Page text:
For her master’s degree at The University of Tehran, Jabari continued to pursue change detection using images of earthquake-devastated Bam as a case study. This led to a PhD at UNB, where she is the current technical project manager at the university’s Canada Research Chair in Advanced Geomatics Image Processing (CRC AGIP) in the laboratory of Yun Zhang, who is also a researcher in change detection. Zhang was delighted to welcome Jabari to UNB. The University of Tehran, he says, “is like Harvard in the United States.”
Jabari did not disappoint. During her PhD studies, she developed a patent-pending algorithm called Patch-wise co-registration (PWCR), which incorporates images from satellites, drones, planes and helicopters. “Not many students could achieve what she has been able to achieve,” says Zhang. “She is extremely talented, bright and focused.”
Zhang hails PWCR as state-of-the-art technology capable of dealing with one of today’s greatest challenges in high resolution, remote-sensing image applications. The problem is that most satellite pictures cannot be effectively used for change detection due to geometric distortions caused by the angle of the satellite to Earth when the image was taken. “There is a big gap between available data and available technology,” says Zhang. “Existing technology cannot effectively handle that data and provide useful information.”
Jabari discovered a way to correct the geometric distortions by using photogrammetry, the science of making accurate measurements from photographs by zeroing in on the exact positions of surface points.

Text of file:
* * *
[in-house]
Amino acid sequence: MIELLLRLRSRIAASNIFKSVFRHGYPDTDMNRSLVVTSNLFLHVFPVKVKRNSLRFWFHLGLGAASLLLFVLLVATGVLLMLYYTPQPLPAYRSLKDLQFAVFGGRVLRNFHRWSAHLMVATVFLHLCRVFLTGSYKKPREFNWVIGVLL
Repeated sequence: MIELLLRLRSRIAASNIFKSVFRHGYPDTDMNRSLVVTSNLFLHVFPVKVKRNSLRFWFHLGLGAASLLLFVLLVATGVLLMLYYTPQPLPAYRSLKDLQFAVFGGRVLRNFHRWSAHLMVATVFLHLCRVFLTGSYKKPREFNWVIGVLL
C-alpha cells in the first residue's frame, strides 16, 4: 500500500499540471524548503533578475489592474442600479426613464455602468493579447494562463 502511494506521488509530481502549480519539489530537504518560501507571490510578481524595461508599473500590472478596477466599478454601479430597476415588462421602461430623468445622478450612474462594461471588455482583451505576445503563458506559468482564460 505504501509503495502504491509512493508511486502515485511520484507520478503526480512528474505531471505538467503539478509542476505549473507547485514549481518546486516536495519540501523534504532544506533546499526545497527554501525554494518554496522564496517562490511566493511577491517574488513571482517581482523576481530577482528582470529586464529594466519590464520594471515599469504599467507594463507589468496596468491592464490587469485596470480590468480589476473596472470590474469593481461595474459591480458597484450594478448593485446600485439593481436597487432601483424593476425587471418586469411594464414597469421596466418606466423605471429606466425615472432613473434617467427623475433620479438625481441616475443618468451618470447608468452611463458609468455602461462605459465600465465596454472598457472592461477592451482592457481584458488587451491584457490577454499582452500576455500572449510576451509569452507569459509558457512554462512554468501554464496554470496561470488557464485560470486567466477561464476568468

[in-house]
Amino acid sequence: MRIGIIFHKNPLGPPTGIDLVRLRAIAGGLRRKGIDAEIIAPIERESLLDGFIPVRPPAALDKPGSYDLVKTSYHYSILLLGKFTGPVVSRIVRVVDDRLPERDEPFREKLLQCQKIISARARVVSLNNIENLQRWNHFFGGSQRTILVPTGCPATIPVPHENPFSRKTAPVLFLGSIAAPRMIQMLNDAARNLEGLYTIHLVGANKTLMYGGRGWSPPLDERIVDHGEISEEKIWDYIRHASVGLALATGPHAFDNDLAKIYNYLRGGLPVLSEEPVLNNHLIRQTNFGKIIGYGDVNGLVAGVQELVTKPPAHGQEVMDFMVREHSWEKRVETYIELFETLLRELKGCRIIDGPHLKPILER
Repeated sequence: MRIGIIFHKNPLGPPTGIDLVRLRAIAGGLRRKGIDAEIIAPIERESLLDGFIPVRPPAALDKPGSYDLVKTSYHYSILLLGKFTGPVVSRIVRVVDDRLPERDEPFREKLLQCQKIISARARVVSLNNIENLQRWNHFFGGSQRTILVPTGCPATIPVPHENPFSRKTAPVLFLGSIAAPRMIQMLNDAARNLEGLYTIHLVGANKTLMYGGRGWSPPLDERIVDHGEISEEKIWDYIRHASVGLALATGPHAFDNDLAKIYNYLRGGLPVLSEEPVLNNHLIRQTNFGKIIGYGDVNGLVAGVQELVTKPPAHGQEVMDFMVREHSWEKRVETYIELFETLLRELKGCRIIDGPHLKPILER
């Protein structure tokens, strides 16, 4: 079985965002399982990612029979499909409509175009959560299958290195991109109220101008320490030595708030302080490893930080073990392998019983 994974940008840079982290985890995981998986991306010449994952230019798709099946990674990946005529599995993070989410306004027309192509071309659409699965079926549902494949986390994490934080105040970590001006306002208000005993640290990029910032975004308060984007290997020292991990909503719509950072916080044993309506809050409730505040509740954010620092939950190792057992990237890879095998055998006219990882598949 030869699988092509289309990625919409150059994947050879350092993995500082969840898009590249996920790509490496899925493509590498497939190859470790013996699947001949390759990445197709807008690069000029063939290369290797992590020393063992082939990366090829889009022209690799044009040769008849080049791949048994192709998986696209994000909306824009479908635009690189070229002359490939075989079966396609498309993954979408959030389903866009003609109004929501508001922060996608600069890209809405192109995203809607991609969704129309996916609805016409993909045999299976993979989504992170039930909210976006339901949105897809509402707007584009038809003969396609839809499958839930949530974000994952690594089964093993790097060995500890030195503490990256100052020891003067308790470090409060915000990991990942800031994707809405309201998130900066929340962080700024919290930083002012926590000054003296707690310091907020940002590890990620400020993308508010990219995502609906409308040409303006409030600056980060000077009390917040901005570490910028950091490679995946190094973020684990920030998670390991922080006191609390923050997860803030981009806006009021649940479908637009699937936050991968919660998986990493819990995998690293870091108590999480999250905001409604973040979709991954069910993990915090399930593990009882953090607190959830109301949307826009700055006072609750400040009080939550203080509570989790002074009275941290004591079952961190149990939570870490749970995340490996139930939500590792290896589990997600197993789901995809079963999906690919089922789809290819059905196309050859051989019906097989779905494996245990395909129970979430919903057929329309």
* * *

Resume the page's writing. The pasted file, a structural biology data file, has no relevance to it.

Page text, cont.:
Zhang says that funding from the Canada Foundation for Innovation (CFI) was crucial to the success of Jabari’s research, financing not only her high-powered computer and geographic information system software but also expensive annual software licensing fees.
The research path doesn’t always run smoothly, however. “Sometimes you lose your way,” says Jabari. “Sometimes a tiny mistake takes a whole week to find the source of the error.” When problems seem insurmountable, Jabari has learned to simply take a break. “I leave my desk and go for a walk and when I’m back, I suddenly have a plan. If an idea makes sense, and I keep trying, it will go somewhere.”
Jabari’s innovation isn’t quite ready for the commercial market, although industry and government are eagerly awaiting the development of user-friendly PWCR software. “PWCR will not only be for disaster relief efforts but governments, insurance companies and urban planners — anyone who needs to know what has been changed in an urban area,” Jabari says.
Jabari is proud of the work that she has done at UNB. She also feels a great sense of accomplishment being a woman in a field that is still dominated by men. She recalls the challenges she faced as a young engineer. “I had to work almost twice as hard as a male engineer to prove that I was capable. Sometimes as a female engineer you are not taken as seriously as a male — that would annoy me!” During her studies in Iran, Jabari took inspiration from the few women engineers she encountered as teachers and mentors. Now that she has achieved success, “I want young girls to learn that women can be successful in engineering as well,” says Jabari. “I want to be an example.”